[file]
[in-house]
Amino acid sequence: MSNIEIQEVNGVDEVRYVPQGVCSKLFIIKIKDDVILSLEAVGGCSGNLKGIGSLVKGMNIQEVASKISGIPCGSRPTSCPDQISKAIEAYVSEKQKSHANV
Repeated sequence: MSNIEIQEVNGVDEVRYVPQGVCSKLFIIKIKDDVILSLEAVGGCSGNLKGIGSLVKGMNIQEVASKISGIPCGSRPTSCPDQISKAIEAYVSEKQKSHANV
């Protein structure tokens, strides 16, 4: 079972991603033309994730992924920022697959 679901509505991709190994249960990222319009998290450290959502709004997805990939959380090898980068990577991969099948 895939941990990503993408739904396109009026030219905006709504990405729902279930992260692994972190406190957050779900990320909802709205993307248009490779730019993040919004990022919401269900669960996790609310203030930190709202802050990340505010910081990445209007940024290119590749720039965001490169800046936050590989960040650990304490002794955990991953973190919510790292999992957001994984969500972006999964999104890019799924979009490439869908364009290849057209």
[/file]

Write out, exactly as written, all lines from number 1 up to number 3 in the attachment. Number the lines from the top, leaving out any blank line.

[in-house]
Amino acid sequence: MSNIEIQEVNGVDEVRYVPQGVCSKLFIIKIKDDVILSLEAVGGCSGNLKGIGSLVKGMNIQEVASKISGIPCGSRPTSCPDQISKAIEAYVSEKQKSHANV
Repeated sequence: MSNIEIQEVNGVDEVRYVPQGVCSKLFIIKIKDDVILSLEAVGGCSGNLKGIGSLVKGMNIQEVASKISGIPCGSRPTSCPDQISKAIEAYVSEKQKSHANV